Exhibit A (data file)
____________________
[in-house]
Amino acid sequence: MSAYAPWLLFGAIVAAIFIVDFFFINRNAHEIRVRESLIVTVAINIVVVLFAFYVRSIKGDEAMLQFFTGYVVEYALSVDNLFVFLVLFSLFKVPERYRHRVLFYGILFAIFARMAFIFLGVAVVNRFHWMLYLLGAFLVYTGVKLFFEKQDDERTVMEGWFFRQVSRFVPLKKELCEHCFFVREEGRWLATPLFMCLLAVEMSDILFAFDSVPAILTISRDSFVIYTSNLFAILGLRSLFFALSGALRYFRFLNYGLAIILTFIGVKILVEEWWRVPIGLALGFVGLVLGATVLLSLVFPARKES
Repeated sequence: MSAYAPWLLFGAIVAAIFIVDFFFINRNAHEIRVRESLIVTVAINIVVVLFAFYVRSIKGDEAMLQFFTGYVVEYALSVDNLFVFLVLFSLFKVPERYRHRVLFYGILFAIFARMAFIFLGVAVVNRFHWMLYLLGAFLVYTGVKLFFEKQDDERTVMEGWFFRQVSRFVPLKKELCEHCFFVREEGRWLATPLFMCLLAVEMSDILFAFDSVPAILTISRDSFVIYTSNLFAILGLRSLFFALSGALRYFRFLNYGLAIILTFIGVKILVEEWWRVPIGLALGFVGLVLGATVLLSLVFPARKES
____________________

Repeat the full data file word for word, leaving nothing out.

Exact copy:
[in-house]
Amino acid sequence: MSAYAPWLLFGAIVAAIFIVDFFFINRNAHEIRVRESLIVTVAINIVVVLFAFYVRSIKGDEAMLQFFTGYVVEYALSVDNLFVFLVLFSLFKVPERYRHRVLFYGILFAIFARMAFIFLGVAVVNRFHWMLYLLGAFLVYTGVKLFFEKQDDERTVMEGWFFRQVSRFVPLKKELCEHCFFVREEGRWLATPLFMCLLAVEMSDILFAFDSVPAILTISRDSFVIYTSNLFAILGLRSLFFALSGALRYFRFLNYGLAIILTFIGVKILVEEWWRVPIGLALGFVGLVLGATVLLSLVFPARKES
Repeated sequence: MSAYAPWLLFGAIVAAIFIVDFFFINRNAHEIRVRESLIVTVAINIVVVLFAFYVRSIKGDEAMLQFFTGYVVEYALSVDNLFVFLVLFSLFKVPERYRHRVLFYGILFAIFARMAFIFLGVAVVNRFHWMLYLLGAFLVYTGVKLFFEKQDDERTVMEGWFFRQVSRFVPLKKELCEHCFFVREEGRWLATPLFMCLLAVEMSDILFAFDSVPAILTISRDSFVIYTSNLFAILGLRSLFFALSGALRYFRFLNYGLAIILTFIGVKILVEEWWRVPIGLALGFVGLVLGATVLLSLVFPARKES